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I have just sized the DC motors I want to use (corresponding to my robot and its intended applications - my figures include a 50% uncertainty factor to account for friction in reducers and other losses). Now I need to actually choose the exact motors I want to buy from the manufacturer (I am targeting maxon motors as I am not an expert and want no problem). I have a few down to earth questions about linking the mechanical needs to the electrical characteristics, among them:

Question #1:

Maxon (or the other manufacturers) states a "nominal voltage" in the characteristic sheets. Is that the voltage you should apply to the motor? This may be a dumb question but I have followed the full maxon e-learning course and read about other tutorials on the web and I could not find this information anywhere. Can anyone who knows about motors confirm?

I have followed some theoretical and practical courses on the web but I find it hard to find answers to my down to earth question...

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To control the power of a DC motor you control the voltage applied to it. So no, it's not the "only" voltage you can apply to the motor. The nominal value is a reference so we know what to what specs the motor was engineered. You can input more than the nominal voltage to get more power but it may for example get a bit hotter than it is supposed to, as it wasn't designed to work continuously at a higher voltage. You won't kill a 12V motor by making it work at 20V for 2 minutes, specially Maxon motors which are very well built.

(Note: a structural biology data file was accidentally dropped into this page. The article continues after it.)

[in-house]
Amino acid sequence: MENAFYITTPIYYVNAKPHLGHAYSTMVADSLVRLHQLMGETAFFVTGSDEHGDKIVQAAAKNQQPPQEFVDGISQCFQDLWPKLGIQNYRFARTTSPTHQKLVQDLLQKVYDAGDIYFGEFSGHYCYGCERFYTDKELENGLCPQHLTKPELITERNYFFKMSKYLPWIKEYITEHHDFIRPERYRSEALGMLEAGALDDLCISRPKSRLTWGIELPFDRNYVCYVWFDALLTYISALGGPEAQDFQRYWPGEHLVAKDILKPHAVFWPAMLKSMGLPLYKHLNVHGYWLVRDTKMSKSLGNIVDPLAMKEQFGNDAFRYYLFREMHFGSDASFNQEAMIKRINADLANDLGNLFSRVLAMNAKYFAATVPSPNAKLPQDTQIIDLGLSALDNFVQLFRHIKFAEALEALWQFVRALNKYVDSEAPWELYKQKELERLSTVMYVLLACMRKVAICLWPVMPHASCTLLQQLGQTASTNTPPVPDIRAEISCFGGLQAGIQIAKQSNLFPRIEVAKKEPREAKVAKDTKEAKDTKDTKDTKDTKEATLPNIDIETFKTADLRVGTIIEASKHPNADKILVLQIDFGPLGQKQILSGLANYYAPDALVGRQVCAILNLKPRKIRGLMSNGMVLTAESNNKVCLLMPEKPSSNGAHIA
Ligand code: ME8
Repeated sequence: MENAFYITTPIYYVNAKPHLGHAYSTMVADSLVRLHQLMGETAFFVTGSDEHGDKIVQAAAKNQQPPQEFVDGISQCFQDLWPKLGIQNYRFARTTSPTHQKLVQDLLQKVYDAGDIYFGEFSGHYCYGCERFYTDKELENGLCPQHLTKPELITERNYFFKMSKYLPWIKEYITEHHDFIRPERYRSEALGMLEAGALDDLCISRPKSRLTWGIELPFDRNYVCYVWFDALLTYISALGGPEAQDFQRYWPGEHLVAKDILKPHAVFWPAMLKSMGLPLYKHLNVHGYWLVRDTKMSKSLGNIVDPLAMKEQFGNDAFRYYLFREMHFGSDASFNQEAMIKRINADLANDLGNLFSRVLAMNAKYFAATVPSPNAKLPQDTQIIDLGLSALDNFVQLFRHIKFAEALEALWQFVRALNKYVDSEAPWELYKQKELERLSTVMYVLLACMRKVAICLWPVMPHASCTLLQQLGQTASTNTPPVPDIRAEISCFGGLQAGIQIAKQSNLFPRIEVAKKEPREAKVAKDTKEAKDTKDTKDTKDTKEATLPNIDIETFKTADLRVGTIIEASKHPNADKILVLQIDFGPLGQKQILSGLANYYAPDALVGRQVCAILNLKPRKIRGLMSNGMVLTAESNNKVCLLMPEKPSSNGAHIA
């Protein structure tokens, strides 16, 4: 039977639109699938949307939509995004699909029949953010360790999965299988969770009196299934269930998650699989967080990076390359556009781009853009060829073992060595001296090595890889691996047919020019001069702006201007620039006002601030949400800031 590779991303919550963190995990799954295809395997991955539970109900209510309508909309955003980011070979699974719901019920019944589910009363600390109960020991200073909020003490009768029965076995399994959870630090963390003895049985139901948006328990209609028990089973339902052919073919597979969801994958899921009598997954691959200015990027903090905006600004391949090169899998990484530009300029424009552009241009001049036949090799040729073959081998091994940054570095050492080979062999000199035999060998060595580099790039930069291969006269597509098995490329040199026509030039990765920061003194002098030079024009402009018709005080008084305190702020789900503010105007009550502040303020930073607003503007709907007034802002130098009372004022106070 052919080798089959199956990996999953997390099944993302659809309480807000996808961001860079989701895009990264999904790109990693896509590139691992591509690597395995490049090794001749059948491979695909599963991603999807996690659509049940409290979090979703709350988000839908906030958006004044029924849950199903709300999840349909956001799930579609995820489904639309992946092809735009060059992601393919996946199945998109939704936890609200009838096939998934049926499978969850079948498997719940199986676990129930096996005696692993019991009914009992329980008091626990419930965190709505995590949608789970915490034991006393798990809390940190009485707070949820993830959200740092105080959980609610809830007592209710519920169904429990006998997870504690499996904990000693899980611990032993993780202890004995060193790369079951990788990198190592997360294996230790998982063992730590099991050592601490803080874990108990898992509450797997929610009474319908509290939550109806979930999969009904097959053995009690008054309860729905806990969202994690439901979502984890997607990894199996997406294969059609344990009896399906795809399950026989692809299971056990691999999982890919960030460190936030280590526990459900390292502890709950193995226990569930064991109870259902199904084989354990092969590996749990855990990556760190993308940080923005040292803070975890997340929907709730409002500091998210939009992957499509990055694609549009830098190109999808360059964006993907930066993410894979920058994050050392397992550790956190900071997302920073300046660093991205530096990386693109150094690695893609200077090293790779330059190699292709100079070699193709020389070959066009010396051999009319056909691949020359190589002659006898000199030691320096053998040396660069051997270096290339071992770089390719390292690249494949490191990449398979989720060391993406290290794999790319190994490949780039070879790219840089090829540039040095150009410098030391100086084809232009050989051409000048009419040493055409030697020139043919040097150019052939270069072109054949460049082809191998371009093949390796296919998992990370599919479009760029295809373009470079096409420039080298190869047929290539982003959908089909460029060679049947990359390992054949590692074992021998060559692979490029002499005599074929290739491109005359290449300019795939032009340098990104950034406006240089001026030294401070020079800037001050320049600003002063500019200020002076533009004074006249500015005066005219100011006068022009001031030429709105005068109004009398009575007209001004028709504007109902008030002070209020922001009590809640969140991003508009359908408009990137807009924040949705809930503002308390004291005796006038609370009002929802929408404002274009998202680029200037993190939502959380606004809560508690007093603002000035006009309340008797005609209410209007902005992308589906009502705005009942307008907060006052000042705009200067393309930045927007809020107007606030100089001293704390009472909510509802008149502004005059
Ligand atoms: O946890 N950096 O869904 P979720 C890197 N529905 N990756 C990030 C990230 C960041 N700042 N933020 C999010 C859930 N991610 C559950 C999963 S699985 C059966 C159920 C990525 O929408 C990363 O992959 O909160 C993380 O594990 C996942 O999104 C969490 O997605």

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  • $\begingroup$ But then what would you recommend to use for the voltage of the power supply which should feed the power stage? Say for a 12V or 24V nominal voltage... $\endgroup$ – arennuit Nov 4 '14 at 7:50
  • $\begingroup$ This is false. Even applying nominal voltage to a motor can destroy the motor if it is overloaded, e.g. when stalling it the full 2 minutes. $\endgroup$ – JJM Driessen Oct 7 '16 at 11:10

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